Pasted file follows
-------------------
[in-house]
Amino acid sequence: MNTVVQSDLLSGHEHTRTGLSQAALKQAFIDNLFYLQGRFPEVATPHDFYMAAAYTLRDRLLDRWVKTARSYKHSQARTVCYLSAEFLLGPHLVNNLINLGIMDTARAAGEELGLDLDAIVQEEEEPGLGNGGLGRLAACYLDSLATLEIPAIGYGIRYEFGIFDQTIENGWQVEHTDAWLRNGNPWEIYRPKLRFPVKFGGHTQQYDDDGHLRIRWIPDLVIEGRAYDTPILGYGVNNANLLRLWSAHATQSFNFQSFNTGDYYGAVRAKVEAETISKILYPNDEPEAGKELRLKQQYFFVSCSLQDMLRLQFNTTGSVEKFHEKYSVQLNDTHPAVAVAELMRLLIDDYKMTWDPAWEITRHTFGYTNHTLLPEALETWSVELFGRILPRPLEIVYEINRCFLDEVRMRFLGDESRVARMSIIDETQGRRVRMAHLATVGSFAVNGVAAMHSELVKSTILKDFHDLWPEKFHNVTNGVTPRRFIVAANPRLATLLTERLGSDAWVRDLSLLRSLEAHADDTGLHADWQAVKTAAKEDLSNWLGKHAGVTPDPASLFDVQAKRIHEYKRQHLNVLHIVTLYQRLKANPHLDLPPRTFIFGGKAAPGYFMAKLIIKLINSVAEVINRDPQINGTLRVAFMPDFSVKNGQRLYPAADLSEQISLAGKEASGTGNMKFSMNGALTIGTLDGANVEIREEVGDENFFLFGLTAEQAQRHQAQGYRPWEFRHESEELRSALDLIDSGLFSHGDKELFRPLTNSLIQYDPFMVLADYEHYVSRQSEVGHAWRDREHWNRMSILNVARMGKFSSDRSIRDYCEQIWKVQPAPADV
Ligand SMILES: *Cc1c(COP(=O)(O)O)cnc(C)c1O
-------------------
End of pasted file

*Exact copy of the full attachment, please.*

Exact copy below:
[in-house]
Amino acid sequence: MNTVVQSDLLSGHEHTRTGLSQAALKQAFIDNLFYLQGRFPEVATPHDFYMAAAYTLRDRLLDRWVKTARSYKHSQARTVCYLSAEFLLGPHLVNNLINLGIMDTARAAGEELGLDLDAIVQEEEEPGLGNGGLGRLAACYLDSLATLEIPAIGYGIRYEFGIFDQTIENGWQVEHTDAWLRNGNPWEIYRPKLRFPVKFGGHTQQYDDDGHLRIRWIPDLVIEGRAYDTPILGYGVNNANLLRLWSAHATQSFNFQSFNTGDYYGAVRAKVEAETISKILYPNDEPEAGKELRLKQQYFFVSCSLQDMLRLQFNTTGSVEKFHEKYSVQLNDTHPAVAVAELMRLLIDDYKMTWDPAWEITRHTFGYTNHTLLPEALETWSVELFGRILPRPLEIVYEINRCFLDEVRMRFLGDESRVARMSIIDETQGRRVRMAHLATVGSFAVNGVAAMHSELVKSTILKDFHDLWPEKFHNVTNGVTPRRFIVAANPRLATLLTERLGSDAWVRDLSLLRSLEAHADDTGLHADWQAVKTAAKEDLSNWLGKHAGVTPDPASLFDVQAKRIHEYKRQHLNVLHIVTLYQRLKANPHLDLPPRTFIFGGKAAPGYFMAKLIIKLINSVAEVINRDPQINGTLRVAFMPDFSVKNGQRLYPAADLSEQISLAGKEASGTGNMKFSMNGALTIGTLDGANVEIREEVGDENFFLFGLTAEQAQRHQAQGYRPWEFRHESEELRSALDLIDSGLFSHGDKELFRPLTNSLIQYDPFMVLADYEHYVSRQSEVGHAWRDREHWNRMSILNVARMGKFSSDRSIRDYCEQIWKVQPAPADV
Ligand SMILES: *Cc1c(COP(=O)(O)O)cnc(C)c1O